The United States has sought to downplay reports of an imminent attack on subways in New York and Paris after Iraqi Prime Minister Haider al-Abadi said his country had "credible" intelligence that Islamic State militants are planning to attack subway systems in the two countries.
The new Iraqi PM's comments were met with complete surprise by security and intelligence officials the US – with leaders of New York taking prompt actions to ensure that the nation's largest city was safe.
Intelligence sources, who were asked about the potential developments, were quick to ascertain that there was no evidence of any new, specific threat to New York City's subway system.
The city's mayor and the police commissioner also said in a news conference they assessed the Iraqi Prime Minister's "vague" statements and found no credibility on the information, the NBC noted.
Abadi said he received the information of possible threats on Thursday morning from militants captured in Iraq, concluding that it was credible. He said the attacks were being plotted from inside Iraq by "networks" of the Islamic State.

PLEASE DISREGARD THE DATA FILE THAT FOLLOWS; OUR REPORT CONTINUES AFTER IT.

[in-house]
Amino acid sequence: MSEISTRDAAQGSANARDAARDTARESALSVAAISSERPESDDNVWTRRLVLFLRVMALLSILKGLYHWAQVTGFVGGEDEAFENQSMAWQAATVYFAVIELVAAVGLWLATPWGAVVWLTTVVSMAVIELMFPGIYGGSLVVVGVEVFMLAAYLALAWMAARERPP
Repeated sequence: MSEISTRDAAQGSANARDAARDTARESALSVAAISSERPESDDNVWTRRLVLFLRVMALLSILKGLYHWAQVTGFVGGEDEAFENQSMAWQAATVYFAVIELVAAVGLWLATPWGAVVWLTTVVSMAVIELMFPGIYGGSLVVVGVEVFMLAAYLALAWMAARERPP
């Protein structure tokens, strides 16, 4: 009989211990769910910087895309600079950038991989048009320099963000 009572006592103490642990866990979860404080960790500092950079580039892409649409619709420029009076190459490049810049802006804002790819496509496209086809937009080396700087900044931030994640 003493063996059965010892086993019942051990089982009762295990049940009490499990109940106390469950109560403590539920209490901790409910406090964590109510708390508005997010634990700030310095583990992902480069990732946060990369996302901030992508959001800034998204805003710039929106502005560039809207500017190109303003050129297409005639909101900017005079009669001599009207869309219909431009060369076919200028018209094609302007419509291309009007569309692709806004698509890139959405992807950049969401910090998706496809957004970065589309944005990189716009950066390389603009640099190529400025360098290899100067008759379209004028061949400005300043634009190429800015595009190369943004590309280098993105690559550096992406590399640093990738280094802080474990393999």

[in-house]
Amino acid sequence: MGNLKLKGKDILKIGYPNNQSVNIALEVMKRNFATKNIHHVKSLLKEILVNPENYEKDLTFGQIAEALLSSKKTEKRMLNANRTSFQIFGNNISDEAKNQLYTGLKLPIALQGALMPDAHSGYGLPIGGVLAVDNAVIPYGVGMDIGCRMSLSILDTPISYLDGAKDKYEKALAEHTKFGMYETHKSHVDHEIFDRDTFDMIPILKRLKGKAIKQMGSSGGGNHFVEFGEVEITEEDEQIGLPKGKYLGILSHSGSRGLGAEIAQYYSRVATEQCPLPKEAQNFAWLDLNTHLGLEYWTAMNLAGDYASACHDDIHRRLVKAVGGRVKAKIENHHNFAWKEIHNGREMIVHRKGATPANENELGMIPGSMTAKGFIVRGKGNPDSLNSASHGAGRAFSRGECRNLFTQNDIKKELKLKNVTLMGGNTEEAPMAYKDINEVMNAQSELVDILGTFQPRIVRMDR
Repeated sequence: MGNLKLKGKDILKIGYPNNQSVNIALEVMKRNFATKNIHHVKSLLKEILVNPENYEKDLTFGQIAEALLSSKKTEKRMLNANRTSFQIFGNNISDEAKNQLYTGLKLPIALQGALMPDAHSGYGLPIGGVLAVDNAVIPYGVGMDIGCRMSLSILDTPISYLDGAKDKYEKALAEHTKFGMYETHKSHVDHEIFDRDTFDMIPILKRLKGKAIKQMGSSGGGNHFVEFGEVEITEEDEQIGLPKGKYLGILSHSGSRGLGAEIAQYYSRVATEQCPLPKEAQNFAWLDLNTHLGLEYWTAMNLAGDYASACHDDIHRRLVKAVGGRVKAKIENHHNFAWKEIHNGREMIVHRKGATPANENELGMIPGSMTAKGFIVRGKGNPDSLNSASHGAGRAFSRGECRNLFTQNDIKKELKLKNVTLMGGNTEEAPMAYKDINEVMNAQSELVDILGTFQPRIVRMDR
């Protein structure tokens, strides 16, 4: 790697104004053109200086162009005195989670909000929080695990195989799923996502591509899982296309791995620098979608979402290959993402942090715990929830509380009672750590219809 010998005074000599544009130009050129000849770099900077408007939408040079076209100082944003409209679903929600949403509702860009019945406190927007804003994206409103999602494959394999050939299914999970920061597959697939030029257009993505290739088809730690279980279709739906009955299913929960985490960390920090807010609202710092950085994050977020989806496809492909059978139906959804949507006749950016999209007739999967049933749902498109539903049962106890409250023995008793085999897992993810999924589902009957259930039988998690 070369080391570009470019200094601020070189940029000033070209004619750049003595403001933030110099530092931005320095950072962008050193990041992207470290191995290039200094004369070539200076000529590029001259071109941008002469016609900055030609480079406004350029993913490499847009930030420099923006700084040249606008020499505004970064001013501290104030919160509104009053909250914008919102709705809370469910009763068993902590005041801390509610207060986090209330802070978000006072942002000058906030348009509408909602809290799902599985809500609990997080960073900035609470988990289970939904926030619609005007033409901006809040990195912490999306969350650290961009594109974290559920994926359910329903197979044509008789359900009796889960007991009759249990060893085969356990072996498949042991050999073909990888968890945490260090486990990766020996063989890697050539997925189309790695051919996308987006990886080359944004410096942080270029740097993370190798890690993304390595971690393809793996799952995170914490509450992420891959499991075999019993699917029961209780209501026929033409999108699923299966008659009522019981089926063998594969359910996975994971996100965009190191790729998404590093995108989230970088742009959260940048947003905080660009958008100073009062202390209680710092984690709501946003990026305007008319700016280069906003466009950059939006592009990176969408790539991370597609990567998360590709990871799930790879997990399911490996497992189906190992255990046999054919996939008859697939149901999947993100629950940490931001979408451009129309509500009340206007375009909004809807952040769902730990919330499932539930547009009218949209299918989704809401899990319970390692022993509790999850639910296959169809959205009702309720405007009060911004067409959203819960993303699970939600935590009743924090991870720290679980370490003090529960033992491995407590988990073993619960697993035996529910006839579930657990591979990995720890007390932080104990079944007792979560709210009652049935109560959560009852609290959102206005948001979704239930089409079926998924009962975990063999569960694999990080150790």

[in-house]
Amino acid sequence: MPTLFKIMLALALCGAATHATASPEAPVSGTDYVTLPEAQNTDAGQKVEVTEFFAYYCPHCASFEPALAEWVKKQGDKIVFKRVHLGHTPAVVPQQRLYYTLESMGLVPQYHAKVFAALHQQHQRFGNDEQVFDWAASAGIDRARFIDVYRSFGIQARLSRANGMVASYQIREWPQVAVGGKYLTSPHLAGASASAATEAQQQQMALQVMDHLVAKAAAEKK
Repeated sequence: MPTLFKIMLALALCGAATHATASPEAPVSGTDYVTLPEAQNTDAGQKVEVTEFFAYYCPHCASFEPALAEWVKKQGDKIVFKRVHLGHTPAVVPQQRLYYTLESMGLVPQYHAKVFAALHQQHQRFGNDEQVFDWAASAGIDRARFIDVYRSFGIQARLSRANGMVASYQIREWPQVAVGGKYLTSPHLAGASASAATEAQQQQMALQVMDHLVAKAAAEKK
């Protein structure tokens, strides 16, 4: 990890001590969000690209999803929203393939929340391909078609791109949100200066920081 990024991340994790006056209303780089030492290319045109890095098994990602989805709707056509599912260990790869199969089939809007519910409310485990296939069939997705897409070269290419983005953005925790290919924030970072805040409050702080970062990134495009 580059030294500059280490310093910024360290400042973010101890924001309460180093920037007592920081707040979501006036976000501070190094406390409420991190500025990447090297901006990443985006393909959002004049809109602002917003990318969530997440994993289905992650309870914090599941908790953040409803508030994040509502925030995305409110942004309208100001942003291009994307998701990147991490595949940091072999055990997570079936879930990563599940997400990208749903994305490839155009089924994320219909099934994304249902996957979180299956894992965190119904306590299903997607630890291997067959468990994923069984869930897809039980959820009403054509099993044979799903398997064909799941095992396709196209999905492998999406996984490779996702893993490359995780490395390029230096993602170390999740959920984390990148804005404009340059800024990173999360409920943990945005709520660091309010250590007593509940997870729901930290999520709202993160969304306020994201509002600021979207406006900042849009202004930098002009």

"They plan to have attacks in the metros of Paris and the US," Abadi told reporters while in New York for the annual meeting of the UN General Assembly. "I asked for more credible information. I asked for names. I asked for details, for cities, you know, dates. And from the details I have received, yes it looks credible."
Asked if the attacks were imminent, he said, "I'm not sure," CBS News reported. Asked if the attacks had been thwarted, he further said: "No, it has not been disrupted yet... this is a network."
The Associated Press initially reported wrongly that the Prime Minister said the attack was imminent, according to CBS News. Other news sources, however, reviewed the comments and reported that he had said, "I am not sure."
"Today, while I'm here I'm receiving accurate reports from Baghdad that there were arrests of a few elements and there were networks from inside Iraq to have attacks...on metros of Paris and US," Abadi said, speaking in English. "They are not Iraqis. Some of them are French, some of them are Americans. But they are in Iraq."